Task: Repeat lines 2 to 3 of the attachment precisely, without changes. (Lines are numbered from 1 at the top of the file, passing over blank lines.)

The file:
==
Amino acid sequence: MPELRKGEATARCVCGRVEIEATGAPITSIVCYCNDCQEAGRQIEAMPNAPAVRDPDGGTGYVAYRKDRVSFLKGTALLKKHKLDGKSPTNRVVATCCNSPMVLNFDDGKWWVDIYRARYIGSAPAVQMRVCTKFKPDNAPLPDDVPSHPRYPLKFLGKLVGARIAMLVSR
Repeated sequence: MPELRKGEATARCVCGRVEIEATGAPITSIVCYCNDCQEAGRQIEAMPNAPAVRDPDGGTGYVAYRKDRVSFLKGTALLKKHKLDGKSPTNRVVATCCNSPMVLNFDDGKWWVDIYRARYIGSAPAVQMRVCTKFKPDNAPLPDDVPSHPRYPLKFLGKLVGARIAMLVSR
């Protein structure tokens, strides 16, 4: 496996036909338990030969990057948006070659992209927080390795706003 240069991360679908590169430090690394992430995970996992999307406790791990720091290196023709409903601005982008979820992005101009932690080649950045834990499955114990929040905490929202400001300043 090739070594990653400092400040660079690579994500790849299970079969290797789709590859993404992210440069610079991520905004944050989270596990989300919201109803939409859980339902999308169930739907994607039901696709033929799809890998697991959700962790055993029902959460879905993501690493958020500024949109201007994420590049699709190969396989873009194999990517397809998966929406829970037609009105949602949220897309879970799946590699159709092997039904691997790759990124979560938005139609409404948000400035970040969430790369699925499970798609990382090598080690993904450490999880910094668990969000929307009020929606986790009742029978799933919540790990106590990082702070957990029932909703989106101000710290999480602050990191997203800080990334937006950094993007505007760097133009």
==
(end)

Repeated sequence: MPELRKGEATARCVCGRVEIEATGAPITSIVCYCNDCQEAGRQIEAMPNAPAVRDPDGGTGYVAYRKDRVSFLKGTALLKKHKLDGKSPTNRVVATCCNSPMVLNFDDGKWWVDIYRARYIGSAPAVQMRVCTKFKPDNAPLPDDVPSHPRYPLKFLGKLVGARIAMLVSR
């Protein structure tokens, strides 16, 4: 496996036909338990030969990057948006070659992209927080390795706003 240069991360679908590169430090690394992430995970996992999307406790791990720091290196023709409903601005982008979820992005101009932690080649950045834990499955114990929040905490929202400001300043 090739070594990653400092400040660079690579994500790849299970079969290797789709590859993404992210440069610079991520905004944050989270596990989300919201109803939409859980339902999308169930739907994607039901696709033929799809890998697991959700962790055993029902959460879905993501690493958020500024949109201007994420590049699709190969396989873009194999990517397809998966929406829970037609009105949602949220897309879970799946590699159709092997039904691997790759990124979560938005139609409404948000400035970040969430790369699925499970798609990382090598080690993904450490999880910094668990969000929307009020929606986790009742029978799933919540790990106590990082702070957990029932909703989106101000710290999480602050990191997203800080990334937006950094993007505007760097133009």